The Darker Side of Horse Racing

horse race

Horse racing is a sport that involves horses competing against one another over a distance. The sport has different rules for flat races and jumps races but, by and large, they all test speed and stamina to some degree. The most prestigious races are the Prix de l’Arc de Triomphe, Japan Cup, Epsom Derby and the Kentucky Derby. In addition to these major races there are hundreds of other events throughout the world each year.

While the sport is a popular one for gamblers, it is also an expensive hobby to maintain a stable and train the horses. There are few other hobbies in America that cost so much to participate in, and many people do not have the disposable income necessary to compete with the top breeders for the best horses. The industry is currently facing declining attendance. Grandstands that once held thousands of people now hold dozens, and the number of races has dropped precipitously since the 1970s. The decline has been attributed to a combination of factors, including the rise of other gambling activities, a loss of interest in horse racing among young would-be fans and a series of scandals that highlight the industry’s darker side.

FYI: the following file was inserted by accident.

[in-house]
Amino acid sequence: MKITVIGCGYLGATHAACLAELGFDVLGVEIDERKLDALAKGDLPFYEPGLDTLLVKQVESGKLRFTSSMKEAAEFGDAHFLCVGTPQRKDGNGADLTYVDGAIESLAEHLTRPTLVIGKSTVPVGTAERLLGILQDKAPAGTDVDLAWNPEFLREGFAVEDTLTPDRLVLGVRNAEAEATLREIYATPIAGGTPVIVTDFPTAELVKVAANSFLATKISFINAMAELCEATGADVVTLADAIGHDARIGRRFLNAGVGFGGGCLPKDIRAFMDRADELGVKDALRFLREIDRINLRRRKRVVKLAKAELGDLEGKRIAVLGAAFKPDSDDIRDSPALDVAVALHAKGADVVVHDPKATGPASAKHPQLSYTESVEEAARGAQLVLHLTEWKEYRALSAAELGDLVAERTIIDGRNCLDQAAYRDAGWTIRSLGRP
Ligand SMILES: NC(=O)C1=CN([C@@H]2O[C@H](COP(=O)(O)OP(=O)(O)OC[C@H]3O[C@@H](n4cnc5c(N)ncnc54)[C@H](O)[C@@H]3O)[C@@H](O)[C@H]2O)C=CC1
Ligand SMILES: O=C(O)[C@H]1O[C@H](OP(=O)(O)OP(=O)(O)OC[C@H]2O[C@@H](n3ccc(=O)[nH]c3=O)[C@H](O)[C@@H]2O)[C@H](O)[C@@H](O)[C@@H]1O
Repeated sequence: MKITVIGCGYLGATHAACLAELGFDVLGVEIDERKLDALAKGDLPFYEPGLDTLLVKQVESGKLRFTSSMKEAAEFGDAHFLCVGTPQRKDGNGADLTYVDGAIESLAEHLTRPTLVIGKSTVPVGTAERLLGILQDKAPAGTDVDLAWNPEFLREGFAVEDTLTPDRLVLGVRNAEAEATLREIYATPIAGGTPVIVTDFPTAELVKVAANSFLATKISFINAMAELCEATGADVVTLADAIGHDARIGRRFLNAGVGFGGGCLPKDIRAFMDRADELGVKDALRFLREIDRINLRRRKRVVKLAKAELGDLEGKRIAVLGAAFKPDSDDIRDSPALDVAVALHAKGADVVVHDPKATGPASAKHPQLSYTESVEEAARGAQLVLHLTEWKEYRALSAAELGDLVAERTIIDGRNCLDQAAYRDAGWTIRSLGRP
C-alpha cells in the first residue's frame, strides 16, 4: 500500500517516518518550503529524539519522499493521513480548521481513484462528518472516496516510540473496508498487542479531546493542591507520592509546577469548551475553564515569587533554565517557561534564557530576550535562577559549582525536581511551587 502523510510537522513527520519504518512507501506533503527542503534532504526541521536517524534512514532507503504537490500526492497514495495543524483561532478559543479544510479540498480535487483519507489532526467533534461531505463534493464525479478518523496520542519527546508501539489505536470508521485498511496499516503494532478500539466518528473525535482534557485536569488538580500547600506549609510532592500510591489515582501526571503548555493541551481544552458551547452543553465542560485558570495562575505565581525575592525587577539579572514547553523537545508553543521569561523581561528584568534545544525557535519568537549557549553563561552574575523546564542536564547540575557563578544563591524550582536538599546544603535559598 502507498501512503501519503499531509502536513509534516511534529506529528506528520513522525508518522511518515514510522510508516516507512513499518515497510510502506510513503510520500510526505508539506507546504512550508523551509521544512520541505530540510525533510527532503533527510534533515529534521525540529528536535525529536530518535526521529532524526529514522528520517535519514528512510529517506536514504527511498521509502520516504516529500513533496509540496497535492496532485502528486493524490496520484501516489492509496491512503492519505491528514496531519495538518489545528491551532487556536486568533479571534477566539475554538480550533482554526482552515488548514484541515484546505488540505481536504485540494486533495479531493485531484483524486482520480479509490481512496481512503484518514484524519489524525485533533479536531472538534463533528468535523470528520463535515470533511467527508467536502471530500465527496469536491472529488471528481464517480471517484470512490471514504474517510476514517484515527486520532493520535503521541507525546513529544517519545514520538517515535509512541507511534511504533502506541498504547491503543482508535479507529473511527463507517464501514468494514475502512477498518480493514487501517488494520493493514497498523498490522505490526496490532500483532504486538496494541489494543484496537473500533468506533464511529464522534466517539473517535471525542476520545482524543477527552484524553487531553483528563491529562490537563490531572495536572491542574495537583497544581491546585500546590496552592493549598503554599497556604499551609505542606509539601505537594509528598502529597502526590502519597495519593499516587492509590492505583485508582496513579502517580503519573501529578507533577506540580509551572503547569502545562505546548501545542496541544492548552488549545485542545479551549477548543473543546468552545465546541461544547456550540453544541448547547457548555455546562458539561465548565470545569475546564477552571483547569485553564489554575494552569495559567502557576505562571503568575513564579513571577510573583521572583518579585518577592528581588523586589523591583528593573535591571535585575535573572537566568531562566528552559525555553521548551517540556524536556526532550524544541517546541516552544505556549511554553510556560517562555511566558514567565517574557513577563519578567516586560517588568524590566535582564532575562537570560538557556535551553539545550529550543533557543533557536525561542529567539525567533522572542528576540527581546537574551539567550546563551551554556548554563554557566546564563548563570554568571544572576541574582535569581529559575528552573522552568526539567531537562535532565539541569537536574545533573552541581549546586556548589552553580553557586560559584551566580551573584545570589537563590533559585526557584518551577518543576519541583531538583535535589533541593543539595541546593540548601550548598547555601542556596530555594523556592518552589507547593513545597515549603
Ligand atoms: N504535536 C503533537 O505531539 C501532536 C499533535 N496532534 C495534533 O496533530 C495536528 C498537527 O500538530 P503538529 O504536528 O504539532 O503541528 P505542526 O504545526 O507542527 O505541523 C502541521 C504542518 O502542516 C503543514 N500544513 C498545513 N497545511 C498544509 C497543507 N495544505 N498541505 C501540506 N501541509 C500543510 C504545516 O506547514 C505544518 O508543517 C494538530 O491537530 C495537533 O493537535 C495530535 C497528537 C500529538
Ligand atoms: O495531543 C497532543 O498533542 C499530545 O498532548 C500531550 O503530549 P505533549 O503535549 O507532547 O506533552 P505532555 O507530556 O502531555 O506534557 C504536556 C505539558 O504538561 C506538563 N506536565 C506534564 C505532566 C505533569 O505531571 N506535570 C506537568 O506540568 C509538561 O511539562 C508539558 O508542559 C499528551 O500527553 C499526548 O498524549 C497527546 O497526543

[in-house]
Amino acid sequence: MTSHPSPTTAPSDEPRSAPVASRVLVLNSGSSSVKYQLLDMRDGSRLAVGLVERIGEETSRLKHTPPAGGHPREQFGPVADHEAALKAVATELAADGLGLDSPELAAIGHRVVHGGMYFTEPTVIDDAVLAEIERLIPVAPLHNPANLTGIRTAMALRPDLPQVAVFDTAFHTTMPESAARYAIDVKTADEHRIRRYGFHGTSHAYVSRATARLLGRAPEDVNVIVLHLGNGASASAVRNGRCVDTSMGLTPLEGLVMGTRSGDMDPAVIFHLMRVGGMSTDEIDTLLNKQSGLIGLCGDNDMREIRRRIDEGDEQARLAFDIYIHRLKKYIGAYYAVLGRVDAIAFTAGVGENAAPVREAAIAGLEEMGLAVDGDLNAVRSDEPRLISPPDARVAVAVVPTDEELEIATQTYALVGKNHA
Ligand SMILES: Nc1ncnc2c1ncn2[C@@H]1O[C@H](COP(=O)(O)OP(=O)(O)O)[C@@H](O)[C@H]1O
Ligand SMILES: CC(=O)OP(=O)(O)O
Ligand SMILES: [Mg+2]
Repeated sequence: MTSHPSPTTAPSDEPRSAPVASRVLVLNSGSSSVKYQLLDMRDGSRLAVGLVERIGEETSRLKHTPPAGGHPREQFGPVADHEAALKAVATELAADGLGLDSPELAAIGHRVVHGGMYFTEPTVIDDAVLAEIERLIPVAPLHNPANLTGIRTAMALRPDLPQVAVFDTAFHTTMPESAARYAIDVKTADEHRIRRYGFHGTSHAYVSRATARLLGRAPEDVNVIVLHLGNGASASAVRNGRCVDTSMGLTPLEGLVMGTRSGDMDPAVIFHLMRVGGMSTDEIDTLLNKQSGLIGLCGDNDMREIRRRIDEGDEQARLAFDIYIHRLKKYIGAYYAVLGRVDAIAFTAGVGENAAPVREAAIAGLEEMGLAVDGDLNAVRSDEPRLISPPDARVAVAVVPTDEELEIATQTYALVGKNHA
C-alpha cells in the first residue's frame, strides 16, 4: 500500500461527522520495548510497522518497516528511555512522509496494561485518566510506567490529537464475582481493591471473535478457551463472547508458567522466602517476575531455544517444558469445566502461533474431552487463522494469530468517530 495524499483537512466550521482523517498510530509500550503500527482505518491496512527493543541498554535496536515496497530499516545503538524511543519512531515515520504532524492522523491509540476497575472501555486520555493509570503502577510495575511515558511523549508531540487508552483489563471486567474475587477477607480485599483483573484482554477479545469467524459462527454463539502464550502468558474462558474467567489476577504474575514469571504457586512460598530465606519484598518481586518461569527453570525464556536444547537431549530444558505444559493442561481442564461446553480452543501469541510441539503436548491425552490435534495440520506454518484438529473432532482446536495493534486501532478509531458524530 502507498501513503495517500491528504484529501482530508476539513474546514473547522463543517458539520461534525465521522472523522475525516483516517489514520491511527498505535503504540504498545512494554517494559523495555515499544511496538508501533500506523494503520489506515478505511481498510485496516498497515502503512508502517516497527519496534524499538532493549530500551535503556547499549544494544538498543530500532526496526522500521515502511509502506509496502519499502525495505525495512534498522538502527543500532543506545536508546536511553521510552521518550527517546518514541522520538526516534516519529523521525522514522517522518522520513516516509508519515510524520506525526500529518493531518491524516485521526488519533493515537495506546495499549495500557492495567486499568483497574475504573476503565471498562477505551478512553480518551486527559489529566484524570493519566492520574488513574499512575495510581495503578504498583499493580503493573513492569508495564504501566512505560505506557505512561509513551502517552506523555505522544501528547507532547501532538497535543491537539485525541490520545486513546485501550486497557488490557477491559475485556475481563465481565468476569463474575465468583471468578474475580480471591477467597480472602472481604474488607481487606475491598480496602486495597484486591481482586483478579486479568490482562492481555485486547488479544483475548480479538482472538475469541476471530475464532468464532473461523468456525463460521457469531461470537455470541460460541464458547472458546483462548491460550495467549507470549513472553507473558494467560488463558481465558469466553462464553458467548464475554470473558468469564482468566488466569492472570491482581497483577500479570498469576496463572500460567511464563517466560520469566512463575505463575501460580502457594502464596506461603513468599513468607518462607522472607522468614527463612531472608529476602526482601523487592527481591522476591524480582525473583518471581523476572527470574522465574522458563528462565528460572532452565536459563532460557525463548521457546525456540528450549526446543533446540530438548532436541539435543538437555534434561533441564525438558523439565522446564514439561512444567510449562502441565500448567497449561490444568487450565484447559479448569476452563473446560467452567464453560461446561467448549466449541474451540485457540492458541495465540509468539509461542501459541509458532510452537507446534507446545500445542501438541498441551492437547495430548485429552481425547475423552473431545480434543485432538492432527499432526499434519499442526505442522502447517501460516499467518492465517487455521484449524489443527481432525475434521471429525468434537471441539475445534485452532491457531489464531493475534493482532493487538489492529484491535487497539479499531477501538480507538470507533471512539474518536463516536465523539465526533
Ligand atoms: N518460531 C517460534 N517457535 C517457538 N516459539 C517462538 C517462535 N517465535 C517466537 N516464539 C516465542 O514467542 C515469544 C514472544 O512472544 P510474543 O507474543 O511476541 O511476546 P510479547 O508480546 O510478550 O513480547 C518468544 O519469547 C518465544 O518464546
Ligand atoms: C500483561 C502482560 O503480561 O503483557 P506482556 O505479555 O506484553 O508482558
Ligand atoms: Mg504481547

In the United States, the spate of horse deaths at Santa Anita in 2021 led to a rethinking of safety protocol, and the sport has already begun to see improvements. New rules include a mandatory necropsy after every race, as well as a review of the incident by experts to determine what might have been done differently to prevent the injury. The sport also has a public database that catalogs equine injuries and fatalities.

The governance of the sport varies from nation to nation, but generally the Jockey Club governs long-term policy and government agencies oversee regulatory efforts. In some nations state racing commissions control horseracing, while in others the government owns and operates the tracks. The sport is a major source of employment for many citizens, and the sport is an important economic driver in some areas.

While there are a large number of people who enjoy the sport and want to keep it vibrant, there are also crooks who dangerously drug and abuse their animals and dupes who labor under the fantasy that the industry is broadly honest. In addition to these crooks, there are the masses in the middle who know that the sport is more crooked than it should be but do not do all they can to fix the problems.

The crooked nature of the sport has also been revealed by investigations by animal rights groups such as PETA and others. These investigations have exposed abusive training practices for young horses, doping and the transport of horses to slaughterhouses in foreign countries. The media’s coverage of these issues has fueled growing public disillusionment with the sport and may be contributing to its decline. A recent study found that news outlets with a left-leaning audience are more likely to cover political stories that frame the election as a competitive game, and this coverage may be promoting cynicism toward politicians and their ideas.